The day, which was also marked in the U.S., Britain, Belgium, and other European countries, has been officially observed every Feb. 5 by Pakistan and Azad (liberated) Kashmir since 1990.
The day began with a moment of silence, bringing traffic across the country to a halt for a minute as a mark of solidarity with the Kashmiris in the occupied valley.
A human chain was formed by thousands of people across roads at several points connecting Pakistan with Azad Kashmir. The song You Can Blind Our Eyes But Cannot Steal Our Dreams -- released by the Pakistan army to denounce Indian forces’ brutal use of force against protesters in the valley -- has gone viral on social media.
In recent months hundreds of Kashmiris have lost their eyesight after being shot by Indian forces through pellet guns.
Crowds chanting slogans such as "We want freedom," "India out of Kashmir," and "We won't rest till we get freedom" took part in demonstrations and rallies in both Pakistan and Azad Kashmir, organized by various political and religious groups.
Jamat-e-Islami, one of Pakistan’s largest Islamic parties, considered to have spearheaded Kashmir Solidarity Day, also held scores of rallies and demonstrations across Pakistan and Azad Kashmir.
In a message marking the occasion, Prime Minister Nawaz Sharif said, "Kashmir is unfinished business from the division of the sub-continent" -- a reference to end of British colonial rule in 1947, which led to the creation of Pakistan and India as two independent countries.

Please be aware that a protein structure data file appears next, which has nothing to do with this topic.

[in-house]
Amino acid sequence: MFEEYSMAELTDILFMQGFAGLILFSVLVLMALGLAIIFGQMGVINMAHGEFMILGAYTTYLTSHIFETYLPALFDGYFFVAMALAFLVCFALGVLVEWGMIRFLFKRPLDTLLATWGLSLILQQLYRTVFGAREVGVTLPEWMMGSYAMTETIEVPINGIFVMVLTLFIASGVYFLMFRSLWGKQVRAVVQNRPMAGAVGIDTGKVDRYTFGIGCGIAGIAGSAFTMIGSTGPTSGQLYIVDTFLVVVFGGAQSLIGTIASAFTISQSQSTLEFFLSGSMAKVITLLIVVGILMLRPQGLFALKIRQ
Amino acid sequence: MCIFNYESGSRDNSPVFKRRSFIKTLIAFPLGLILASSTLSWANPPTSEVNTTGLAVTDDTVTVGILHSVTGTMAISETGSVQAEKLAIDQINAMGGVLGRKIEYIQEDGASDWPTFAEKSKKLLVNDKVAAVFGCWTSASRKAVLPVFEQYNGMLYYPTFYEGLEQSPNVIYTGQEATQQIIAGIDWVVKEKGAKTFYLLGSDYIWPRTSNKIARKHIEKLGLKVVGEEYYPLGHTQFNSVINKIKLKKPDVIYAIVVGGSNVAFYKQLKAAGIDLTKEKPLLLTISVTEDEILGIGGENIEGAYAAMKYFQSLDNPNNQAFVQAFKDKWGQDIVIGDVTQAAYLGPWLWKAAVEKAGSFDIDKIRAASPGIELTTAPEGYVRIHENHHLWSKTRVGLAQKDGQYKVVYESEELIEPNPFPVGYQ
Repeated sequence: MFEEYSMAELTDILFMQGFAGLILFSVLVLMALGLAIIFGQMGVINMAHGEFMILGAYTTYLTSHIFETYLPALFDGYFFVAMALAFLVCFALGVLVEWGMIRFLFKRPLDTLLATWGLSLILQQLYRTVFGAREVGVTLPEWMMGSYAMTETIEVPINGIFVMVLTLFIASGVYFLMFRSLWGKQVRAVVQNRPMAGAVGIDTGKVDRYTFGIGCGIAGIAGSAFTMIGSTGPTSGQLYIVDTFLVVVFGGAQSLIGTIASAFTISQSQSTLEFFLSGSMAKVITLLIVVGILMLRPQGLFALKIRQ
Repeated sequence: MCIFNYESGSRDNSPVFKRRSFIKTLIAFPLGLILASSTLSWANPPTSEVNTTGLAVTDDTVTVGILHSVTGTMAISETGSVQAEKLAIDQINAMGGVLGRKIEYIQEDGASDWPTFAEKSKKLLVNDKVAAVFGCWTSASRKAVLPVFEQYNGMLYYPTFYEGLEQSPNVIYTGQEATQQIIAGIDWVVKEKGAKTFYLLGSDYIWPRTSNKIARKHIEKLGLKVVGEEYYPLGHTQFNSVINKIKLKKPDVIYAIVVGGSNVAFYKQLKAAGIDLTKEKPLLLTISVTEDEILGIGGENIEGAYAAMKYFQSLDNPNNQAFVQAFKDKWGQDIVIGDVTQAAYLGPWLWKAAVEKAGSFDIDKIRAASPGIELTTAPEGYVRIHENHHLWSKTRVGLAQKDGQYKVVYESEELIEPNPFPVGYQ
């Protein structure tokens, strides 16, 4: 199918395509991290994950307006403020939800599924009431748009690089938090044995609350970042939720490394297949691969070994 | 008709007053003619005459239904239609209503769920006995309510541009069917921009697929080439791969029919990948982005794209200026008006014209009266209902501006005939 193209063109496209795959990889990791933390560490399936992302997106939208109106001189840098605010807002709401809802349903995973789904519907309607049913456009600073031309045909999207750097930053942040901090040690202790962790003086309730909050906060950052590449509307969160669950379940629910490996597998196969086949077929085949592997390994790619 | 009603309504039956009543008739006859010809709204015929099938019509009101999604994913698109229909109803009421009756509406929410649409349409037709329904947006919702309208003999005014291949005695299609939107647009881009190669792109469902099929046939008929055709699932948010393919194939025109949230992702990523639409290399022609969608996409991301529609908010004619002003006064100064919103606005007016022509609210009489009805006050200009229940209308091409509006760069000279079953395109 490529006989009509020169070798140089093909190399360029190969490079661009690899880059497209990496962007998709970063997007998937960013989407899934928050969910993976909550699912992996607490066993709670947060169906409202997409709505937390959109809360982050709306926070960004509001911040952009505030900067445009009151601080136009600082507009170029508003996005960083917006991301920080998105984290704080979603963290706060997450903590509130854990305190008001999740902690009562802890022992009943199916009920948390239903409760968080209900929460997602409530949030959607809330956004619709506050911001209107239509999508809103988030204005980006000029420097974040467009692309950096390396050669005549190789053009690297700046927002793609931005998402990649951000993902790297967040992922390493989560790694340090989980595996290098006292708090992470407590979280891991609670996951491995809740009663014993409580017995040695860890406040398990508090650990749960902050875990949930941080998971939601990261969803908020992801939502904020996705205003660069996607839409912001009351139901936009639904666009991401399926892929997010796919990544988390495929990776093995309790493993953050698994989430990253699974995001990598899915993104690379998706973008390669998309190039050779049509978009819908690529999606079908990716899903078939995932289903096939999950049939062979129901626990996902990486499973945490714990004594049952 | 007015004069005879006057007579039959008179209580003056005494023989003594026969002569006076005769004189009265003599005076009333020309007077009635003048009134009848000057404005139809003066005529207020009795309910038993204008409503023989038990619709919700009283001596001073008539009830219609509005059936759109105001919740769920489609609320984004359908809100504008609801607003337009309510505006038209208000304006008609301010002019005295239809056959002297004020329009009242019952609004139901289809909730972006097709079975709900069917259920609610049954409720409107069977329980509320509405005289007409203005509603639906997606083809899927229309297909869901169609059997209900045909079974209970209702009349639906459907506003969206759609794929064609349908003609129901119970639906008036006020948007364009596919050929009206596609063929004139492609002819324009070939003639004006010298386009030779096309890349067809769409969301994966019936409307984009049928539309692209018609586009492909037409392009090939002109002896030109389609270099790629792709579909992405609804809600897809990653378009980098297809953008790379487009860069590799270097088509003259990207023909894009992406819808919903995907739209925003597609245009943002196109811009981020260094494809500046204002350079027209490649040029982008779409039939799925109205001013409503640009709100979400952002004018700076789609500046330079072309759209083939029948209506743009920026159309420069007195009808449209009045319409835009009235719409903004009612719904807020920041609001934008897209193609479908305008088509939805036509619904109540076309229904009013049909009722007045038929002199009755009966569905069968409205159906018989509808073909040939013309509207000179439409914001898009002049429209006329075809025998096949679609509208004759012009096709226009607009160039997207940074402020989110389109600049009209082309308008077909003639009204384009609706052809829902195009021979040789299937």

"Until and unless the Kashmir dispute is resolved, there will be no peace in the region," Sharif said, vowing that Islamabad will continue to lend political, diplomatic, and moral support to the Kashmiris’ just cause.
Highlighting the issue
Meanwhile, Syed Ali Gilani -- chairman of the All Parties Hurriyet Conference (APHC), a conglomerate of pro-freedom political parties in occupied Kashmir -- and Democratic Freedom Party (DFP) leader Shabbir Ahmad Shah expressed their gratitude towards the government, people, and army of Pakistan for supporting the Kashmiri people.
In their statements, the two leaders said the people of Jammu and Kashmir are challenging a major power, and Pakistan is the only country that extends its continuous support to their cause, local English daily Dawn reported.
“We are highly thankful to Pakistan for its categorical support and hope the country plays a more effective role in this regard by activating all its embassies and giving them the task of highlighting the Kashmir issue and human rights violations,” Gilani was quoted as saying.
Muslim-majority Kashmir is divided between Pakistan and India -- as Azad Kashmir and Jammu and Kashmir, respectively -- with both countries claiming it in full.
The two neighbors have fought three wars -- two of them over disputed Kashmir -- since 1947.
Kashmiri resistance groups in Jammu and Kashmir have been fighting against Indian rule for independence, or for unification with neighboring Pakistan. More than 70,000 people have reportedly been killed in the conflict since 1989. India maintains more than half a million troops in the disputed region.
The decades-long freedom struggle was galvanized late last year following the killing of a young Kashmiri commander, Burhan Muzzafar Wani, sparking a wave of protests across the valley.